Blush was the magazine around which the comedy of 'Just Shoot Me' took place, and I think it would be likely they'd have copies of the competition around the office. And if there's any one magazine from the world of TV that I would wish Meade Publications would claim as one of their own, it would be Manhattan Magazine.

That's the publication for which Sarah Jane Smith was working when she first met the Doctor on 'Doctor Who'!

Another competitor for Meade Publications would be the Glenn Howard empire from 'The Name Of The Game'. Perhaps it might get mentioned someday in the show.

Various fictional cosmetics lines and fashion houses from the past could also be revived and reused in the show in a similar... um, fashion.

Here's a future casting suggestion for exec producer Salma Hayek (as if she's ever going to take my suggestions!): should they ever need to hire family members for the character of Christina, then Lynn Redgrave should be at the top of the list.

When Christina introduced Betty to two other average-looking women who worked for the magazine at lunch, a Zonk was used to describe the quartet:

Marc: It's a bizarre version of Sex and the City.

But to avoid the Zonking, I'm going to assume that within the framework of the TV Universe Marc was referring to the book by Candace Bushnell, rather than the TV show. 'Sex And The City' as a TV show takes place in the same universe as 'Ugly Betty'.



Near the end of the second episode of 'Brothers & Sisters', Sarah went to see her Uncle Saul, the financial manager of the family business, Ojai Foods. She handed him an ultimatum: they would only have six months in order to get the company's financial records back into shape (after her late father raided the pension fund). And if they were not successful, she would go to the Federal authorities to report her father's misdeeds and probably throw the company into bankruptcy.

Did anybody else get a 'Columbo' vibe at that moment? That was exactly the type of scene which launched so many episodes of Peter Falk's show. As soon as Sarah said that, the ghost of Lew Ayres flashed before my eyes!

And don't think the fact that she's his niece might stop Saul from keeping her from ever going to the Feds. Jarvis Goodland had no qualms about killing his nephew for his inheritance in "The Greenhouse Jungle"......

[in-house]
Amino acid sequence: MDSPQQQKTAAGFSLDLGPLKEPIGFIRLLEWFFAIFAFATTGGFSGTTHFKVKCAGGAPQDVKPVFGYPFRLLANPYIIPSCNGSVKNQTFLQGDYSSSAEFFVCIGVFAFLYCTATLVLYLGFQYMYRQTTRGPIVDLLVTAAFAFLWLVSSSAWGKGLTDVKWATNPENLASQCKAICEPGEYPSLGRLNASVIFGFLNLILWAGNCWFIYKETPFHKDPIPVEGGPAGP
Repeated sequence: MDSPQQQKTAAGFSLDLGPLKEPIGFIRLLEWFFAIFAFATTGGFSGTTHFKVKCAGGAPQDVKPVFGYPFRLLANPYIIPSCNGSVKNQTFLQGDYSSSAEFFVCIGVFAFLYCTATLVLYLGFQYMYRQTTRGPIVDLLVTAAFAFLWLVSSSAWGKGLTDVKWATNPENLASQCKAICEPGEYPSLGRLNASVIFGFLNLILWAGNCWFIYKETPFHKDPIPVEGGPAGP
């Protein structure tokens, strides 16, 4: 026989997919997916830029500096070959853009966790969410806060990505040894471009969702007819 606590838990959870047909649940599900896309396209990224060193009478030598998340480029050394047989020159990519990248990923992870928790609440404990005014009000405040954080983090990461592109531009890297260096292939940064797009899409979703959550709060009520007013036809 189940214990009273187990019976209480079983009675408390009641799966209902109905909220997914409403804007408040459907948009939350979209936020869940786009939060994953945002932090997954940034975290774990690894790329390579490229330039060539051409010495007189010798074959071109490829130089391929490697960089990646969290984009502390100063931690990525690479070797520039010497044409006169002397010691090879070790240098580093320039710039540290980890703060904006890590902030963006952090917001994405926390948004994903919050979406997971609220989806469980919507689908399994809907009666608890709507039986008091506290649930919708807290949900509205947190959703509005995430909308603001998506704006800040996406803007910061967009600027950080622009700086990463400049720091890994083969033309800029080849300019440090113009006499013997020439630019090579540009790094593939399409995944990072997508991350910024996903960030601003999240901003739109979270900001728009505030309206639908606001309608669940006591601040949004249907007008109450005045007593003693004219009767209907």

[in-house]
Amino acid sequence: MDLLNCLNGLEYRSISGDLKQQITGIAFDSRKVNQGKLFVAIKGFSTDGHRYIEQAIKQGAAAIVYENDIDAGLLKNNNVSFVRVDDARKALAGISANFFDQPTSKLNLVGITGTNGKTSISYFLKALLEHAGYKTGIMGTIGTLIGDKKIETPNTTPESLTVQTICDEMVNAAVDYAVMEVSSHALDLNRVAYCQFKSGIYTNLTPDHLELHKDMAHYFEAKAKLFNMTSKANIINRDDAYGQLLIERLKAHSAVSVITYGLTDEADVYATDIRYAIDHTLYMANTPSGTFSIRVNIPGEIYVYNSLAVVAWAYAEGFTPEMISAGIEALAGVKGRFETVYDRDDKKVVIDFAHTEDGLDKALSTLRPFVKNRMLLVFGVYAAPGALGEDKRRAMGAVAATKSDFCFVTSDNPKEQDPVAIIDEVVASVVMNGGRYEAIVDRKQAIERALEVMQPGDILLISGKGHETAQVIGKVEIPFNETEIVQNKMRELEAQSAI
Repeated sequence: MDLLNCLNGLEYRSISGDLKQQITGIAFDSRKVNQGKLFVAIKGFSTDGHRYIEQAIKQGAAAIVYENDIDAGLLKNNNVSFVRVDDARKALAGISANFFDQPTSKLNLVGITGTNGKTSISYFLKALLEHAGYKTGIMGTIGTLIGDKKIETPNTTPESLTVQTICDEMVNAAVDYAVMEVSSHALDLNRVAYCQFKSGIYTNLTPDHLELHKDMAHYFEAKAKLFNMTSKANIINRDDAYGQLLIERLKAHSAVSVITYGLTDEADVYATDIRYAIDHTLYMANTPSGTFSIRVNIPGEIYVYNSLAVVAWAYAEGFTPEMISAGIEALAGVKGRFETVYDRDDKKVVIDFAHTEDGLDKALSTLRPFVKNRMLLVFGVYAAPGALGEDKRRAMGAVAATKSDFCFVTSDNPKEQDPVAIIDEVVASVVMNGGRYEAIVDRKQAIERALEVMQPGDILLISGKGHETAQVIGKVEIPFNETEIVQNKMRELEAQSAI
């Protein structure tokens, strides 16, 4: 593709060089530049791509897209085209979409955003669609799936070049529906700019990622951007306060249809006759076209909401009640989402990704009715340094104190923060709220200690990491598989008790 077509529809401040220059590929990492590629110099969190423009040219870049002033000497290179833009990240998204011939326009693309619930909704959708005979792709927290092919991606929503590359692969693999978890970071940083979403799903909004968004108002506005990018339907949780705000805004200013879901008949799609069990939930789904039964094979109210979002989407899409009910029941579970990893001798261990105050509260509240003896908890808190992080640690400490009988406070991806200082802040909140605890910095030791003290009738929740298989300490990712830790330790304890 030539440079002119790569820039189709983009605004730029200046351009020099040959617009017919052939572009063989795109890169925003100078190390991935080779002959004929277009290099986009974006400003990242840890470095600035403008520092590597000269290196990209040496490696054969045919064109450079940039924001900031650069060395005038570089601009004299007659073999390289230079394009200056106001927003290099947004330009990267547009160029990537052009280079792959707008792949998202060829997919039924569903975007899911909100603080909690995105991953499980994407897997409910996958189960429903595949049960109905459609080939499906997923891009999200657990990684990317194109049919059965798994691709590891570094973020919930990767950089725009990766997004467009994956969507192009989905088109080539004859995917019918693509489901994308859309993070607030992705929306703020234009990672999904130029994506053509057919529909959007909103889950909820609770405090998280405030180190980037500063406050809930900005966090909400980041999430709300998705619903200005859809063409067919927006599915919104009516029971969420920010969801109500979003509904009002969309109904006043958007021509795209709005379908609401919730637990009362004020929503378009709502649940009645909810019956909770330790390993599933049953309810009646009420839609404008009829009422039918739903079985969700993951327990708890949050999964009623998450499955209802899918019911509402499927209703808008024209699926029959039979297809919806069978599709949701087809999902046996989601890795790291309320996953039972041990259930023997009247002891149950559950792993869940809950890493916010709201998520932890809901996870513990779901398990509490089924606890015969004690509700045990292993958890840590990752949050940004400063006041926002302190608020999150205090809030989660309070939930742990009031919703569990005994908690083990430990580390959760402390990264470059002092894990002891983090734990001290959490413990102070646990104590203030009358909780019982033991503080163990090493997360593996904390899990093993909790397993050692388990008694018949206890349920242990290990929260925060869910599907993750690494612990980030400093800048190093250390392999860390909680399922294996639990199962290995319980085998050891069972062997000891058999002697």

Sunday, October 1, 2006


Speaking of the man who inspired this year's celebration of 'Law & Order':

Turner Network Television (TNT) will pay tribute to the late stage and screen star Jerry Orbach in a month-long airing of "Law & Order" episodes featuring the actor as Detective Lennie Briscoe.

"In honor of what would have been the actor’s 71st birthday on Oct. 20," reads the TNT release, the network celebrates "I Love Lennie" starting Oct. 2 and running throughout the month.

The event featuring the three-time Emmy Award nominee will include back-to-back episodes airing Mondays 8-11 PM (ET) and Tuesdays 8 PM-midnight. (Check your local listings.) Daytime episodes which will air Oct. 2-6 at 2 and 3 PM will focus on crucial moments in Lennie Briscoe’s life and career.


It's October and the big event for this month has always been Halloween. 'Bewitched' and especially 'Roseanne' always had episodes centered around the "holiday" just as other shows celebrated Christmas.

This year, the TV Crossover Hall of Fame is paying tribute to the cast of 'Law & Order' in memory of the late Jerry Orbach. And with October's entry, we wanted to induct a character who might suggest the spirit of Halloween.

In the past, the inductee in October has usually been a monster of some sort - Jack the Ripper, Frankenstein's Monsters, Lee Harvey Oswald.

The 'L&O' character I have in mind for induction could conceivably be cast as the Frankenstein monster in some future production. And there's something about him that might strike fear in a little kid that might stumble across him in a darkened alley - that deep voice, the bald head, the sombre manner....

Dr. Emil Skoda.

Hell, even that name summons up images of Dracula's Castle!

So, it's with good-natured ribbing that we're inducting the psychologist who works for the District Attorney's office into the TV Crossover Hall of Fame.

Dr. Emil Skoda has appeared in about 42 episodes of 'Law & Order', the main show in the franchise. In the beginning, he alternated with earlier inductee Dr. Olivet, but when she lost favor with ADA Jack McCoy, Dr. Skoda was called upon almost exclusively.

The cops at the 'Special Victims Unit' have had occasion to call on his services as well, even though they usually have Dr. George Huang available. He's appeared in at least six episodes of 'Law & Order: Special Victims Unit'.

He also appeared in an episode of 'Law & Order: Criminal Intent', but apparently never got the chance to show up in either 'Law & Order: Trial By Jury' or in 'Conviction'. (By that time in the career of the actor who played him, JK Simmons was deeply involved in filming 'The Closer' out in Los Angeles.)

But there is an episode of a TV show in which we might assume that Simmons was appearing as Dr. Skoda, even if it was on another network.

In 'New York Undercover', Simmons played a psychologist in the episode "Mob Street" (February 12th, 1998). (Two years earlier, he played Sgt. Treadway in the episode "Unis".)

'New York Undercover' was broadcast on the FOX network, but it was a production by the Ubermeister of the 'Law & Order' franchise, Dick Wolf. And Dr. Olivet appeared on the show in an episode as well. So it is an established part of the franchise, whether the two networks like it or not.

So I'm thinking it's safe to consider that psychologist played by JK Simmons to be Dr. Skoda.